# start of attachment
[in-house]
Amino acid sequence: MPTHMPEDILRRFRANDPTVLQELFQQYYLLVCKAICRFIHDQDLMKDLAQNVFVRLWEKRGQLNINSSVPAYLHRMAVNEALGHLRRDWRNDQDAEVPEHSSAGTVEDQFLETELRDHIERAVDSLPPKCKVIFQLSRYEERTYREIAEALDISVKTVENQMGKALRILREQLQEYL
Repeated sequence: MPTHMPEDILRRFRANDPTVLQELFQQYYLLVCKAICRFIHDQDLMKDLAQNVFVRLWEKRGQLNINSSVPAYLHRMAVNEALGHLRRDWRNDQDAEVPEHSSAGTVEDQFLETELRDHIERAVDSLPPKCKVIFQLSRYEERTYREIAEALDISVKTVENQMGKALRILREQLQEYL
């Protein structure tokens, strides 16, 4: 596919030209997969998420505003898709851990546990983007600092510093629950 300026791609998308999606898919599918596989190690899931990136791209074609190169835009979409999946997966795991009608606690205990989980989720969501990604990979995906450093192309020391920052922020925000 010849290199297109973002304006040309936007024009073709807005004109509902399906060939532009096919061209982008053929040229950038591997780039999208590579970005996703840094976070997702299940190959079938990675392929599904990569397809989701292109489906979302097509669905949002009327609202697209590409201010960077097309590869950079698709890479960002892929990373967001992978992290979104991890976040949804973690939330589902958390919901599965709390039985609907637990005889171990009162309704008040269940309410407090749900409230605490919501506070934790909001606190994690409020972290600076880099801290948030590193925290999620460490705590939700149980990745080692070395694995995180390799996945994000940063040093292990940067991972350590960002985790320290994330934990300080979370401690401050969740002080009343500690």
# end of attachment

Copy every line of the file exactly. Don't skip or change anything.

[in-house]
Amino acid sequence: MPTHMPEDILRRFRANDPTVLQELFQQYYLLVCKAICRFIHDQDLMKDLAQNVFVRLWEKRGQLNINSSVPAYLHRMAVNEALGHLRRDWRNDQDAEVPEHSSAGTVEDQFLETELRDHIERAVDSLPPKCKVIFQLSRYEERTYREIAEALDISVKTVENQMGKALRILREQLQEYL
Repeated sequence: MPTHMPEDILRRFRANDPTVLQELFQQYYLLVCKAICRFIHDQDLMKDLAQNVFVRLWEKRGQLNINSSVPAYLHRMAVNEALGHLRRDWRNDQDAEVPEHSSAGTVEDQFLETELRDHIERAVDSLPPKCKVIFQLSRYEERTYREIAEALDISVKTVENQMGKALRILREQLQEYL
């Protein structure tokens, strides 16, 4: 596919030209997969998420505003898709851990546990983007600092510093629950 300026791609998308999606898919599918596989190690899931990136791209074609190169835009979409999946997966795991009608606690205990989980989720969501990604990979995906450093192309020391920052922020925000 010849290199297109973002304006040309936007024009073709807005004109509902399906060939532009096919061209982008053929040229950038591997780039999208590579970005996703840094976070997702299940190959079938990675392929599904990569397809989701292109489906979302097509669905949002009327609202697209590409201010960077097309590869950079698709890479960002892929990373967001992978992290979104991890976040949804973690939330589902958390919901599965709390039985609907637990005889171990009162309704008040269940309410407090749900409230605490919501506070934790909001606190994690409020972290600076880099801290948030590193925290999620460490705590939700149980990745080692070395694995995180390799996945994000940063040093292990940067991972350590960002985790320290994330934990300080979370401690401050969740002080009343500690």